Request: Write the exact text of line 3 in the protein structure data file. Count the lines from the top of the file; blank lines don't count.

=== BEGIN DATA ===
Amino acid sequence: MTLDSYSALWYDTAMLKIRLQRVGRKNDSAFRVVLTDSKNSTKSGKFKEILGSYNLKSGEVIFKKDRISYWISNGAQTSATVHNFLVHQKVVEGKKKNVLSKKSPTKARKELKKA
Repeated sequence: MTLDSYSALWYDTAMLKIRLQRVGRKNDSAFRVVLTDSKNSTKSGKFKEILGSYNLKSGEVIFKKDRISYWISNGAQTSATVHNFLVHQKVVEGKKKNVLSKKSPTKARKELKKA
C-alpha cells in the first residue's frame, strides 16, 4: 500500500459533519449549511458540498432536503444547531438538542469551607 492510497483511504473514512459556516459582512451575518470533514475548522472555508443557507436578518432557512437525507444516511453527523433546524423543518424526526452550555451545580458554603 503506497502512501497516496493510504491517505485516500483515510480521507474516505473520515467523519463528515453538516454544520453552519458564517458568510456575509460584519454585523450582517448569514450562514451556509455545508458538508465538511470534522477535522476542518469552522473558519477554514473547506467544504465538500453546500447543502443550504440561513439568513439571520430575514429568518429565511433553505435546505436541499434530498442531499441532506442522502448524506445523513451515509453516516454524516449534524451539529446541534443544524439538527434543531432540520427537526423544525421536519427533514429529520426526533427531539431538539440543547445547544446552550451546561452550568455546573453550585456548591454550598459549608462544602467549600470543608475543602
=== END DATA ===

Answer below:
C-alpha cells in the first residue's frame, strides 16, 4: 500500500459533519449549511458540498432536503444547531438538542469551607 492510497483511504473514512459556516459582512451575518470533514475548522472555508443557507436578518432557512437525507444516511453527523433546524423543518424526526452550555451545580458554603 503506497502512501497516496493510504491517505485516500483515510480521507474516505473520515467523519463528515453538516454544520453552519458564517458568510456575509460584519454585523450582517448569514450562514451556509455545508458538508465538511470534522477535522476542518469552522473558519477554514473547506467544504465538500453546500447543502443550504440561513439568513439571520430575514429568518429565511433553505435546505436541499434530498442531499441532506442522502448524506445523513451515509453516516454524516449534524451539529446541534443544524439538527434543531432540520427537526423544525421536519427533514429529520426526533427531539431538539440543547445547544446552550451546561452550568455546573453550585456548591454550598459549608462544602467549600470543608475543602